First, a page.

Ed Orgeron loving Wes Horton's play

It's perhaps the most important thing a college football player competing for a starting spot in fall camp can receive: the stamp of approval from his position coach.

USC defensive end Wes Horton has that from defensive line coach Ed Orgeron.

Horton is, alongside Devon Kennard and Nick Perry, one of three talented defensive ends in fall camp for USC this year who are starter-quality. But Orgeron said Wednesday that Horton has impressed him more than any other end -- and any other player on the defensive line, for that matter -- and he has kept his starting spot over Kennard through the first week of fall camp.

"He really has worked hard," said Orgeron, also the team's defensive coordinator. "He has totally bought into the program, too. He's an excellent young man. He's into details and he comes to work with a blue-collar mentality.

"You can't just coach enough of those guys."

His character is worth mentioning, but it's also a forgotten fact that Horton tied for the team lead in sacks last season with four, even while starting fewer than half the games and appearing in only 10 of the 13 because of a back injury. The book on him has long been that he's a nice rotation player.

He's out to prove he's more than just that, and he's on his way to doing so in camp.

"The biggest thing is improving the little things, you know: alignment, footwork, trying to work on my pad level and obviously my pass rush," Horton said Wednesday. "I feel like I had a good offseason of film work and getting my body right. I feel like pass rush is slowly starting to progress to the next level."

Horton's not the quickest end -- that's Perry, one of the fastest players on the team. But he's the tallest and the heaviest at 6 feet 5, 265 pounds, and that's worth something when trying to get to the quarterback.

"He has technique, and he has long leverage," Orgeron said. "He's a long guy and he has long arms and he really works to use them the right way."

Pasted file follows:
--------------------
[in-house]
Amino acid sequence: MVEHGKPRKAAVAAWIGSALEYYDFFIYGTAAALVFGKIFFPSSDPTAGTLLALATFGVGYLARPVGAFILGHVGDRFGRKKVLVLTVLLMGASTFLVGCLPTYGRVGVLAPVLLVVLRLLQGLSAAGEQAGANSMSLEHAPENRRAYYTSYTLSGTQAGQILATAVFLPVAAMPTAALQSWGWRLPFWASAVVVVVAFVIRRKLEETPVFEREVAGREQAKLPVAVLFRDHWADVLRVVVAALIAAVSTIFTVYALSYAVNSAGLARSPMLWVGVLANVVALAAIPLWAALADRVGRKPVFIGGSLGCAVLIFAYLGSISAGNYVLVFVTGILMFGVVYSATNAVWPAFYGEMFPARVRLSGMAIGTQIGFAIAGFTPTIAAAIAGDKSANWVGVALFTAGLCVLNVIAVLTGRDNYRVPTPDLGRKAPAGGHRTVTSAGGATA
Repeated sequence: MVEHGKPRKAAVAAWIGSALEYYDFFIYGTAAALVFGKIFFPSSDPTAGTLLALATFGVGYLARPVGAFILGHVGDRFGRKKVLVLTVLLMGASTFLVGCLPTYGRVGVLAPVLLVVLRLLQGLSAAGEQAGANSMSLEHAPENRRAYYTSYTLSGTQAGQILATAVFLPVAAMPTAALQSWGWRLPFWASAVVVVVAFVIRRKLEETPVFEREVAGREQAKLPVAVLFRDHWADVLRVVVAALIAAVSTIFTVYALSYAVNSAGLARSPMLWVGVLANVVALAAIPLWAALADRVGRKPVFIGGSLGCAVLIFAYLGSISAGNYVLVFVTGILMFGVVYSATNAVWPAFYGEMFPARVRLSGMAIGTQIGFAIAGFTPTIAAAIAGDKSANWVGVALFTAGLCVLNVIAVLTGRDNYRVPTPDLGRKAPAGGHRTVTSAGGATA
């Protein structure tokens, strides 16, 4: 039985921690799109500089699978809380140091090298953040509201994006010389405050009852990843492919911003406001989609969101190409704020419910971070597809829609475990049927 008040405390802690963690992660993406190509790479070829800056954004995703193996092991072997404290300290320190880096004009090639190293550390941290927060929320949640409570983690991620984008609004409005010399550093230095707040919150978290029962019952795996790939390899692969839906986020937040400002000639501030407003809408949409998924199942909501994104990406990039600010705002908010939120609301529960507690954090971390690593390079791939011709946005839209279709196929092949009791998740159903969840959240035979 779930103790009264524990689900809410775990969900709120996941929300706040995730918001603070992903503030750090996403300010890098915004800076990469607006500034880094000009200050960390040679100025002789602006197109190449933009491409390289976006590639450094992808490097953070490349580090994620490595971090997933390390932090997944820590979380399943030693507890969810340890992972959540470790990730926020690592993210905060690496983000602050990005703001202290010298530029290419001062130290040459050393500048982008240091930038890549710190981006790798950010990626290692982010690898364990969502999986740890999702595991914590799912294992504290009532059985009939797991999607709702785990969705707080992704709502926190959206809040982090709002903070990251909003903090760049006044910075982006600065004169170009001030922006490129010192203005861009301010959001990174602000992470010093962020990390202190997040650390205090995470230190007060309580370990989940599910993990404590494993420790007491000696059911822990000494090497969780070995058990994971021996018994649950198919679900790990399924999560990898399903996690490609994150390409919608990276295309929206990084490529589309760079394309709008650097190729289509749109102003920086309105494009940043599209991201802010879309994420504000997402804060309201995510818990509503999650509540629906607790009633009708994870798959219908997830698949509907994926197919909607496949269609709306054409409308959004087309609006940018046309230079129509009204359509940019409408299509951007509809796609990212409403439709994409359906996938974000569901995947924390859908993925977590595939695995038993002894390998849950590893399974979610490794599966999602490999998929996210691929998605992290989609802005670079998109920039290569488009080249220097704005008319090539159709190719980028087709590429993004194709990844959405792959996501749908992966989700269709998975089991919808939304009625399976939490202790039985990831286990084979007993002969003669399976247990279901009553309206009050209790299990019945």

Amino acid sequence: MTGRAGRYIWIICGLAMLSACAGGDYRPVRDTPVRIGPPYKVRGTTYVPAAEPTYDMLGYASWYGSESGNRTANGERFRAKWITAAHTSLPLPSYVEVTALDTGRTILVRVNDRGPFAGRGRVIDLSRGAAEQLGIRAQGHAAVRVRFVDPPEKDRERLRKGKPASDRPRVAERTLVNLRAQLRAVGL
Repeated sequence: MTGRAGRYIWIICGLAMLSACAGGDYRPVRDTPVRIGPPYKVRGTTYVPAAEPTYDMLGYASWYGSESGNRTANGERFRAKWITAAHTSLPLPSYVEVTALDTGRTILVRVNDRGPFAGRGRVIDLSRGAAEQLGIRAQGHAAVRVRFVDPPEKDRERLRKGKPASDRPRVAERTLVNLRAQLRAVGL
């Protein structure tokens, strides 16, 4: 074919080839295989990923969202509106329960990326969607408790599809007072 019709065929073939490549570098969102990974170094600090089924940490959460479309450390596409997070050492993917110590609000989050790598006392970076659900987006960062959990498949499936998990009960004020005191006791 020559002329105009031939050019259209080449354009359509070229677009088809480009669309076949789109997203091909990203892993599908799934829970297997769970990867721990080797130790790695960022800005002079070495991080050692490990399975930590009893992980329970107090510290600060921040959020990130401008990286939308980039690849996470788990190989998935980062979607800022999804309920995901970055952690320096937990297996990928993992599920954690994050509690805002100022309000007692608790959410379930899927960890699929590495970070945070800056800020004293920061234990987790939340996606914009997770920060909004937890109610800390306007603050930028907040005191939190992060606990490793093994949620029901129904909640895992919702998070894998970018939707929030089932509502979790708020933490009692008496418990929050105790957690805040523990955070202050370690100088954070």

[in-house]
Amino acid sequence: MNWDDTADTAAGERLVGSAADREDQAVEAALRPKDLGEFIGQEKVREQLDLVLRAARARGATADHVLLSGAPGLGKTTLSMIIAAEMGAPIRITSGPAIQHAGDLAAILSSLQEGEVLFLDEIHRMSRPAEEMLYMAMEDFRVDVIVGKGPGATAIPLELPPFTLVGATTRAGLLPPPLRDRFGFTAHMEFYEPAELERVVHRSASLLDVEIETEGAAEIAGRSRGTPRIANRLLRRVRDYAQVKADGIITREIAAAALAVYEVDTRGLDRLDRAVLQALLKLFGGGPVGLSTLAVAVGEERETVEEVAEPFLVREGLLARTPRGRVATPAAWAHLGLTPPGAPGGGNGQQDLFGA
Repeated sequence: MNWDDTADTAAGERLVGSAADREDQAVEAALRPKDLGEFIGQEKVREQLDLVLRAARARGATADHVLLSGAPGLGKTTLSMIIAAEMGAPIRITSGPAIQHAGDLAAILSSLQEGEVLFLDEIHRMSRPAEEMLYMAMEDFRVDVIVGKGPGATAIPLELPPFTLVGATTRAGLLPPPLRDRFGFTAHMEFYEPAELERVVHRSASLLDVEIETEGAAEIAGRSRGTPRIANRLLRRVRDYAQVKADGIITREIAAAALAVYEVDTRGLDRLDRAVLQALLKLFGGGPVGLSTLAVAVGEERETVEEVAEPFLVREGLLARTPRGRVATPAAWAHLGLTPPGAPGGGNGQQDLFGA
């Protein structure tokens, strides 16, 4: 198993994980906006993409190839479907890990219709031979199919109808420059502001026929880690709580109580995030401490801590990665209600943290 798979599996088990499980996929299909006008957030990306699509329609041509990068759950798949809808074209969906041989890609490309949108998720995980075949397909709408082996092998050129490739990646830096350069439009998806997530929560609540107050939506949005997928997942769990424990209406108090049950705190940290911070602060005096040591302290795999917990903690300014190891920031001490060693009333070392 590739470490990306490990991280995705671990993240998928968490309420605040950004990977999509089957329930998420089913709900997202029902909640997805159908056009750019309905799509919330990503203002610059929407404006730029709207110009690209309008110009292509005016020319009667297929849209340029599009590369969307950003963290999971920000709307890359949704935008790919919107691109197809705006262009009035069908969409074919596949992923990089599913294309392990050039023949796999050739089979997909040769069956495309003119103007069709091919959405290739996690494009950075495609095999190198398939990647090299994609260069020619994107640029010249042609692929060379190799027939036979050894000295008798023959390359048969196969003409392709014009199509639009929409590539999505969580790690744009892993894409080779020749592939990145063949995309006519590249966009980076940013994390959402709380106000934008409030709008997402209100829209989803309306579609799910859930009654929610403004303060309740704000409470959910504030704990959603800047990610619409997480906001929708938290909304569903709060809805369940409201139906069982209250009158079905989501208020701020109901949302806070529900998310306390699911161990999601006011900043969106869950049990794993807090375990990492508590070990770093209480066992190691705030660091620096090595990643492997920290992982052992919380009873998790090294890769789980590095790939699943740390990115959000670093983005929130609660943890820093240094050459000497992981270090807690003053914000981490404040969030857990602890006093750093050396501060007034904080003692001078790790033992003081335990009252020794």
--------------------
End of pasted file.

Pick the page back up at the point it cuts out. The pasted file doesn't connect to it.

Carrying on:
Ask Horton, a redshirt junior, what he wants to work on specifically in pass-rushing situations, and you'll get a long list just off the top of his head. He named six different things he wass working on Wednesday, from replacing his down hand while in his stance to getting off quicker at the exact time of the snap.

“You’ve gotta put everything together to get to the quarterback," he said.

That's the focus at end: getting to the quarterback. But Horton has also began playing some defensive tackle over the last few days of camp, where that's less emphasized. At tackle, where he'd theoretically rotate in on passing downs with DaJohn Harris, Christian Tupou and George Uko, Horton would still be asked to sack the signal-caller, but he'd also be required to pay more attention to the run game and clog the middle at times.

He's OK with that. And he says he believes he'll still doing a lot of pass-rushing, regardless of where he'll be playing.

“They just want the four best rushers on the field," Horton said. "With me, they tried me one day inside and I did pretty well and they feel like it doesn’t really matter where they put me, they’re gonna put the four best rushers on the field.

"I don’t have a problem with it. I’m just gonna look at it as a new challenge and just try to get some sacks from the inside."